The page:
ENTERTAINMENT
February 6, 1987 | PATRICK GOLDSTEIN
Sometimes the movie ads say it all. Take "From the Hip" (citywide), whose ads show Judd Nelson with a bone in his mouth, below the line: "Getting to the top means working like a dog." Forget about how hard Nelson works playing hot-shot lawyer Robin (Stormy) Weathers. It's the movie that's a dog. In fact, it's such an embarrassingly lame comedy that you could easily imagine some mischievous attorney filing suit--for defamation of the entire profession.
ENTERTAINMENT
October 29, 1988
Golly, can you imagine how quick the World Series would have been over if the Oakland Athletics had played a good team, as they'd hoped? PATTI GARRITY Manhattan Beach
ENTERTAINMENT
August 4, 1996
Could you guys please write something to piss Sean Penn off? Sunday letters have really gotten boring lately. They were much more entertaining when an outraged Penn was a regular contributor. LOU DeCOSTA Sherman Oaks In 1986, actor-director Penn wrote to defend fellow "Brat Packers" Judd Nelson and Ally Sheedy, and again to propose (facetiously) that Calendar's writers should appear as actors in The Times' spots in movie theaters.
ENTERTAINMENT
October 29, 1988
Golly, can you imagine how quick the World Series would have been over if the Oakland Athletics had played a good team, as they'd hoped? PATTI GARRITY Manhattan Beach
ENTERTAINMENT
April 23, 1987 | Arts and entertainment reports from The Times, national and international news services and the nation's press
Actor Judd Nelson, star of "The Breakfast Club" and "St. Elmo's Fire," faces a May 12 court date in Jupiter, Fla., on charges of disorderly intoxication, police say. Nelson, a member of Hollywood's "Brat Pack" of young actors, was rowdy and fought with police late Monday at the Banana Max nightclub, officers said. Nelson was in the Florida town performing at the Burt Reynolds Jupiter Theater.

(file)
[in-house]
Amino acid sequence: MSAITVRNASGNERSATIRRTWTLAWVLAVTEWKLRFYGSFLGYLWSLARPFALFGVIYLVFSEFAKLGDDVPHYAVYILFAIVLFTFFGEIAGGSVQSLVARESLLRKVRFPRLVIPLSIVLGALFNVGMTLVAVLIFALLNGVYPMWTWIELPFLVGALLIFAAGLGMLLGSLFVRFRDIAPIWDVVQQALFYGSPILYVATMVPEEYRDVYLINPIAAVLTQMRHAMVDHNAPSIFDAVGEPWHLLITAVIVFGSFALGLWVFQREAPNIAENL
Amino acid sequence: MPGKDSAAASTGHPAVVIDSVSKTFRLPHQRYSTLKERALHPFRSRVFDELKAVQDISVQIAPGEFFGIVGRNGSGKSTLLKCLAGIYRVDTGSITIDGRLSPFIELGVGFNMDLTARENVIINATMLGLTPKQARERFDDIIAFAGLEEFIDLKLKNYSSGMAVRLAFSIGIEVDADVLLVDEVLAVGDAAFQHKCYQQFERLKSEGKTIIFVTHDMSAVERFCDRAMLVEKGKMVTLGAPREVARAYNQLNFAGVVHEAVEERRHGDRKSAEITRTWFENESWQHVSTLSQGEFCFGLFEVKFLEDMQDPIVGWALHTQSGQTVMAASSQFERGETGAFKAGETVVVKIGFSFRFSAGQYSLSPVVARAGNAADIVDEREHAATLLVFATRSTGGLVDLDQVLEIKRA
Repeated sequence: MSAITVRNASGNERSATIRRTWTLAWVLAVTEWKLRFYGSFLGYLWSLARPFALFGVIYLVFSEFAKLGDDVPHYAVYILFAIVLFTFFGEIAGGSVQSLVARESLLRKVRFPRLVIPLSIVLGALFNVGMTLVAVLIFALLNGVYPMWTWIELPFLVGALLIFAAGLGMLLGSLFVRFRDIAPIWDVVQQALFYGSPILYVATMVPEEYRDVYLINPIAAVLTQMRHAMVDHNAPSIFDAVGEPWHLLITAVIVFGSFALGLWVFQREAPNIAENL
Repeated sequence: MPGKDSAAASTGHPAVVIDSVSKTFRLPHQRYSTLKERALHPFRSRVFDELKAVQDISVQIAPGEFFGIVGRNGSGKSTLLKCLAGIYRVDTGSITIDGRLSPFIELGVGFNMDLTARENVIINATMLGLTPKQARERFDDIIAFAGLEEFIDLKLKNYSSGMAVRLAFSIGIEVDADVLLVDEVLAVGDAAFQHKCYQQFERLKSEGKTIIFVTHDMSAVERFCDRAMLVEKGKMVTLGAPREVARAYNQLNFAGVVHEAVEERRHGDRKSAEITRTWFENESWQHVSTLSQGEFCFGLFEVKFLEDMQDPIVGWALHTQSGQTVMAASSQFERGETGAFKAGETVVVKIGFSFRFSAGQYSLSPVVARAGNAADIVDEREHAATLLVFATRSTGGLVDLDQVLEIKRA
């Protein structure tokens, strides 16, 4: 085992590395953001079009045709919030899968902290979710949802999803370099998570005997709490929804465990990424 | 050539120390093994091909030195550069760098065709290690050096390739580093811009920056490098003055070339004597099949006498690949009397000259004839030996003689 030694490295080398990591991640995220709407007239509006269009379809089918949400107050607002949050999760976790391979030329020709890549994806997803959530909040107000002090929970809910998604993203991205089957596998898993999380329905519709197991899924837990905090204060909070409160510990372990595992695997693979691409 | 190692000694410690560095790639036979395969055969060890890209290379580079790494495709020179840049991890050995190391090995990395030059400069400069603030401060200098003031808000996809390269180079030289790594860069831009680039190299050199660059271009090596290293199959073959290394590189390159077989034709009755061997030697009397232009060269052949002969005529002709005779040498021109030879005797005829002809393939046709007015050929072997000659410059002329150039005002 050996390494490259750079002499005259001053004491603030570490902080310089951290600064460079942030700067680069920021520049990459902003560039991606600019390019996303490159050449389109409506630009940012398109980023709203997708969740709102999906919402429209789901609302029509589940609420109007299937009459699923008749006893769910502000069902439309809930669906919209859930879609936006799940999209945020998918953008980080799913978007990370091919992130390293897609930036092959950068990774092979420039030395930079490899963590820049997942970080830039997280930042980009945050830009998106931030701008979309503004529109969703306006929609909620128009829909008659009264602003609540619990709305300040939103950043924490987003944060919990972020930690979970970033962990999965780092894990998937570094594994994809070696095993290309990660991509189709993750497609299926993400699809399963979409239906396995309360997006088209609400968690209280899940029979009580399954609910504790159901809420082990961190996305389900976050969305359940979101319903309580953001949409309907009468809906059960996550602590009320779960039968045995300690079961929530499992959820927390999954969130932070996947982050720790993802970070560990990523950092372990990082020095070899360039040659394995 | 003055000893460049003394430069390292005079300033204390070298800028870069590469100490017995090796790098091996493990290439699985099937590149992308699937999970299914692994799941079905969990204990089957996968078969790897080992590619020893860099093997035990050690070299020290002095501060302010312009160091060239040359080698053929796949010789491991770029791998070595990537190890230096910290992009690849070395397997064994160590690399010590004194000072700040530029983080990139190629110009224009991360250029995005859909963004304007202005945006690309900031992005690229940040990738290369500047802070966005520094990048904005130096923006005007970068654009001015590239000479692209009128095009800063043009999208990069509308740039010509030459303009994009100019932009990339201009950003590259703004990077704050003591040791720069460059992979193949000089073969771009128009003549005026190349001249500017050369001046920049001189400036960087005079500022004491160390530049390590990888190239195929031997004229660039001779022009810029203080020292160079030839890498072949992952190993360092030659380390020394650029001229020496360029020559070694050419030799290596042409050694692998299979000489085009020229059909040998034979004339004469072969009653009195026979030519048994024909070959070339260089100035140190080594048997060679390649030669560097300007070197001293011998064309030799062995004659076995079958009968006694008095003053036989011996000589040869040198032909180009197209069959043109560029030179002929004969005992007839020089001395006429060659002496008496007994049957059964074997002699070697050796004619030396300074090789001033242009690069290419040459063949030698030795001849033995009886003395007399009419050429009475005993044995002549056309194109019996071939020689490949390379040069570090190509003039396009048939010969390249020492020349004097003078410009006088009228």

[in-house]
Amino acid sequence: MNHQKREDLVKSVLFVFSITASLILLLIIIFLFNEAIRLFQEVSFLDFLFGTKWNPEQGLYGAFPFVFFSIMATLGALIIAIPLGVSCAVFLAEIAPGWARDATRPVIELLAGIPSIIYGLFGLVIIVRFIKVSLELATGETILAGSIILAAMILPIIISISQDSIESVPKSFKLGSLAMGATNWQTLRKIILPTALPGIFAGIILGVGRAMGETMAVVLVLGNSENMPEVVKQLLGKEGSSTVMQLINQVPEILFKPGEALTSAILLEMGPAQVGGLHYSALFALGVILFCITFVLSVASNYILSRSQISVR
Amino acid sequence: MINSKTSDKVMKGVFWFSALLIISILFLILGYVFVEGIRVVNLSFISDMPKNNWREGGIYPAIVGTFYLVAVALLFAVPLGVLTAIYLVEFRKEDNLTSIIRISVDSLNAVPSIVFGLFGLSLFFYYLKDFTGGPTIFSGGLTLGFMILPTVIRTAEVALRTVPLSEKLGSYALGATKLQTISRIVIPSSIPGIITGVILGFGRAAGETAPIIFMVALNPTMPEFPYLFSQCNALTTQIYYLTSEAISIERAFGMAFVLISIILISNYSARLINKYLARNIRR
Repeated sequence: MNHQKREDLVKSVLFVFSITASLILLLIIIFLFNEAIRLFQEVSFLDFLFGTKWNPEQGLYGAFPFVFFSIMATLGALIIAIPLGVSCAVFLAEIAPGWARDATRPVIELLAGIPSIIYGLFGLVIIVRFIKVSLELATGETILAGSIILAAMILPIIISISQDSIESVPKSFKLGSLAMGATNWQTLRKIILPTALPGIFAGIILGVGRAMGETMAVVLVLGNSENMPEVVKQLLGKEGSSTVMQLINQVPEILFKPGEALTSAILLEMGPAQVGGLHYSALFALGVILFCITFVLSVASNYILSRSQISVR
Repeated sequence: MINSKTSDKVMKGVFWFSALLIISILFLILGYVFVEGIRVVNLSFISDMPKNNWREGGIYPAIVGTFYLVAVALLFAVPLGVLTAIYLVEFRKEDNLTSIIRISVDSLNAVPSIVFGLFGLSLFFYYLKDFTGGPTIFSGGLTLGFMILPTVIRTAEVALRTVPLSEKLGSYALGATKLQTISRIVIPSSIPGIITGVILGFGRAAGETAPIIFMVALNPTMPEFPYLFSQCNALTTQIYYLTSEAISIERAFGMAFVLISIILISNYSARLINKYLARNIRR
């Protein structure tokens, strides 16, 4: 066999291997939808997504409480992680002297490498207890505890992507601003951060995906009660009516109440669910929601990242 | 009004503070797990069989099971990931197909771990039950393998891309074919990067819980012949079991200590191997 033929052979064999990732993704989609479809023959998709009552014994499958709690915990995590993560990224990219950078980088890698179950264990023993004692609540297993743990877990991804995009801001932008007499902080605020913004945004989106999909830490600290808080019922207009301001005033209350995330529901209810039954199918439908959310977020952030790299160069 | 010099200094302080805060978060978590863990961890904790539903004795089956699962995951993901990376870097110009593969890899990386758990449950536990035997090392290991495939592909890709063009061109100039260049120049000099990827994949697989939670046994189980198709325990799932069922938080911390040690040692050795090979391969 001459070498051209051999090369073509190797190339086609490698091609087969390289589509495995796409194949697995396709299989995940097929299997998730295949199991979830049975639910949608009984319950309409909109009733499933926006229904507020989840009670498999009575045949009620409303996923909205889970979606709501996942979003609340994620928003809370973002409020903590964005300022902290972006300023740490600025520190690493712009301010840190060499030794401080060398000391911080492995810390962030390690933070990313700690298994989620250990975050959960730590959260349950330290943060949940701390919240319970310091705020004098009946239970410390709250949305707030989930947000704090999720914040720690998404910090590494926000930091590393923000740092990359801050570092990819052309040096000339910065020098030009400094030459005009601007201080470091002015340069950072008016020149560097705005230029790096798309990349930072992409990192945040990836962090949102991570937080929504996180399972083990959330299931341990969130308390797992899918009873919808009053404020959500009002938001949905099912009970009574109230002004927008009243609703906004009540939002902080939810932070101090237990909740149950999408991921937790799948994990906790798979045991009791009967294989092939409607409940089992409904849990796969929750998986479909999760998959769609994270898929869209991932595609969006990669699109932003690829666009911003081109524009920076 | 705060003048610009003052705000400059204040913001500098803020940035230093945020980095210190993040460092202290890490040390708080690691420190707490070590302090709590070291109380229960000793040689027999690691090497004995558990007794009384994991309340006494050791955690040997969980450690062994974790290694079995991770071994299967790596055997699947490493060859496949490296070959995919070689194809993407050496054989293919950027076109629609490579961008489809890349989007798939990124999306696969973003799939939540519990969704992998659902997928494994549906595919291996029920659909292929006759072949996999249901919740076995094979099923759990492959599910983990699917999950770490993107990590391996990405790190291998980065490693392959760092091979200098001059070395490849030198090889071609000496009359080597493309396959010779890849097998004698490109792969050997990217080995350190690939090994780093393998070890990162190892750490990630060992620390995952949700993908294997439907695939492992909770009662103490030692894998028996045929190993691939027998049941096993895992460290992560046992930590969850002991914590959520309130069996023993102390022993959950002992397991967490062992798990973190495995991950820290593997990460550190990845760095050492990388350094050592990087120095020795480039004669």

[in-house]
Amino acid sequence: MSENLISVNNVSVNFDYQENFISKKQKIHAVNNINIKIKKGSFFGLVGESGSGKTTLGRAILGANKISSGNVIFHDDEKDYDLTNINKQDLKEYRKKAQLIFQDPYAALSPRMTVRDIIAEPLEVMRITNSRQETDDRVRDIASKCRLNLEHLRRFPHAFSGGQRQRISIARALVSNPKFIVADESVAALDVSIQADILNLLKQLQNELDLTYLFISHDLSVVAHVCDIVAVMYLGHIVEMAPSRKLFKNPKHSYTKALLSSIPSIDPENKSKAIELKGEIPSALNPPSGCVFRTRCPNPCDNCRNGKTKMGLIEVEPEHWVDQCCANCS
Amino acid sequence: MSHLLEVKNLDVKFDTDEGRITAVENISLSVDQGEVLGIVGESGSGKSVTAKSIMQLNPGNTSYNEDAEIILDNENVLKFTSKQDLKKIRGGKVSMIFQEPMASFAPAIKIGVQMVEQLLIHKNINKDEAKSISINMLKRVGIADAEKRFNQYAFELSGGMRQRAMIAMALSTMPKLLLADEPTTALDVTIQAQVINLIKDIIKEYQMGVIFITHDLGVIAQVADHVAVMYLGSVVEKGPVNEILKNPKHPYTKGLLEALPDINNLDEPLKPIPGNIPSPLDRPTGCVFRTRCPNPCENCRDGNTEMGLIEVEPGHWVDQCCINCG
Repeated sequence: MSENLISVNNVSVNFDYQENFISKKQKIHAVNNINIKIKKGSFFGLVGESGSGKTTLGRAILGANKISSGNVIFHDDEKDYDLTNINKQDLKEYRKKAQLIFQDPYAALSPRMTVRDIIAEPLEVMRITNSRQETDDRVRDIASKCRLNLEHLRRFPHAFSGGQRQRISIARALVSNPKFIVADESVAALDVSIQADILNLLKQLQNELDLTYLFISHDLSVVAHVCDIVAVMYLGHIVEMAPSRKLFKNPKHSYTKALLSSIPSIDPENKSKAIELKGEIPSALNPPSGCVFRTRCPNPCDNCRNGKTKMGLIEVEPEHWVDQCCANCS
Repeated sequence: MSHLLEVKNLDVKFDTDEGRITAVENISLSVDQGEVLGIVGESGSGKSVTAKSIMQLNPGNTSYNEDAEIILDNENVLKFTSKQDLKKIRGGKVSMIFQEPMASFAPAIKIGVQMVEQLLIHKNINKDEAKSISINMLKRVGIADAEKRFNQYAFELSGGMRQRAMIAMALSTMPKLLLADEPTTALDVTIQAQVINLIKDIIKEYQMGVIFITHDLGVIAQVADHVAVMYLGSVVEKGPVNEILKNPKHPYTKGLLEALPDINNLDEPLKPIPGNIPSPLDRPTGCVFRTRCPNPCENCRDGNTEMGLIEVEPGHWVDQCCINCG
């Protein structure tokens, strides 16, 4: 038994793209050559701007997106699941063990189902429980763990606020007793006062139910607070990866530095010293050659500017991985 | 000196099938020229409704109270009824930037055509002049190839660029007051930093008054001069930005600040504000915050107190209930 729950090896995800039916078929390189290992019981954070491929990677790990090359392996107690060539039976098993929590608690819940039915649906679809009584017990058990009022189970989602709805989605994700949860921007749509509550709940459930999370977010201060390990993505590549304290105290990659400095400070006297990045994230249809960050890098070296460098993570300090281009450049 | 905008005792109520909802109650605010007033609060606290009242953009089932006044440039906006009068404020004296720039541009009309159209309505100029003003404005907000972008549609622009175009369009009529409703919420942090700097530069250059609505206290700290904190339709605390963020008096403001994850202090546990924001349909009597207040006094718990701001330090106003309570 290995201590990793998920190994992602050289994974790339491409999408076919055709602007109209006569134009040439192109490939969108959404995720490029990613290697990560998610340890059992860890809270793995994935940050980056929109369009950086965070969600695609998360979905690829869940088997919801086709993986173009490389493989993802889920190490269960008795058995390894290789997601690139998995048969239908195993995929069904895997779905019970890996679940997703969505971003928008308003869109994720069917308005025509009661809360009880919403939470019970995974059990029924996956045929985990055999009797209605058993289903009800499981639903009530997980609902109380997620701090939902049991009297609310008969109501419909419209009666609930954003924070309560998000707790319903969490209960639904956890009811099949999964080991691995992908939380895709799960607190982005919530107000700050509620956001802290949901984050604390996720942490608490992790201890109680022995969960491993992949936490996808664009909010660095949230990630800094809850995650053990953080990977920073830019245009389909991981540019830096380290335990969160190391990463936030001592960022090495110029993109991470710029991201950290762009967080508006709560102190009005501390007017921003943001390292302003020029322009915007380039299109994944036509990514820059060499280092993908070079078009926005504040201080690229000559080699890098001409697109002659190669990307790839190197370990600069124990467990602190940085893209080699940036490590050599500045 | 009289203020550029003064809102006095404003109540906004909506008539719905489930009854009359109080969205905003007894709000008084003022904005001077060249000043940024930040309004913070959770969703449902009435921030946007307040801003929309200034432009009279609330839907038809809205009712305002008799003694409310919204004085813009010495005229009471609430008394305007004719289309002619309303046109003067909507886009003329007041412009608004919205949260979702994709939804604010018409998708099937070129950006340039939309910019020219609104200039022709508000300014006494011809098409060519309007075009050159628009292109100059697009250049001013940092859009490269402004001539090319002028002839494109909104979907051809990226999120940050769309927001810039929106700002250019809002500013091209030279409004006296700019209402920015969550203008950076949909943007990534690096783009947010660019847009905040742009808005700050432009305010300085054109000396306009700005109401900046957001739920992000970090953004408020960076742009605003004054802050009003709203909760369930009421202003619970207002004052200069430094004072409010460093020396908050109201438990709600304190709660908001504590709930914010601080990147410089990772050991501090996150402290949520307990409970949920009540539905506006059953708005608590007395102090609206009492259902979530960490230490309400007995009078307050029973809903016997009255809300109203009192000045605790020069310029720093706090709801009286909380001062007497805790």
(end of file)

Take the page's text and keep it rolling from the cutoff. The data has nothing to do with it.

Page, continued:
ENTERTAINMENT
March 17, 1987 | Arts and entertainment reports from The Times, national and international news services and the nation's press
Actor Judd Nelson, asked to assess his career: "I don't feel I've had a career yet. It feels more like a hiccup. Now I've got to figure how to convert this hiccup into a burp."
ENTERTAINMENT
February 6, 1987 | PATRICK GOLDSTEIN
Sometimes the movie ads say it all. Take "From the Hip" (citywide), whose ads show Judd Nelson with a bone in his mouth, below the line: "Getting to the top means working like a dog." Forget about how hard Nelson works playing hot-shot lawyer Robin (Stormy) Weathers. It's the movie that's a dog. In fact, it's such an embarrassingly lame comedy that you could easily imagine some mischievous attorney filing suit--for defamation of the entire profession.
ENTERTAINMENT
May 18, 1986
Pat H. Broeske's attack on Judd Nelson and Ally Sheedy ("Brat Whapping," Outtakes, May 11) once and for all brings definition and clarity to the title "Brat Pack." The young actors to whom this term refers earn higher salaries and notoriety than most staffers on the news-circuit, and therefore are considered fair game for "writers" such as Broeske to scathe, thereby deriving needed therapy for the jealous empty lives they lead. I know Nelson and Sheedy to be very caring and serious about their work; whatever "Blue City" was, or was not, it is unforgivable that a "journalist" chooses to be so unrelentingly destructive.
ENTERTAINMENT
July 13, 1987 | Arts and entertainment reports from The Times, national and international news services and the nation's press
Judd Nelson has agreed to star in an NBC-TV miniseries next season, "The Billionaire Boys Club," his agent said. Nelson will play Joe Hunt, the convicted killer who led the group of wealthy young Southern Californians who had dreams of making millions by pooling their investments. Hunt was sentenced last week to life without parole for killing Ronald Levin, who had tricked him into thinking that Levin had parlayed a $5-million investment into $13 million.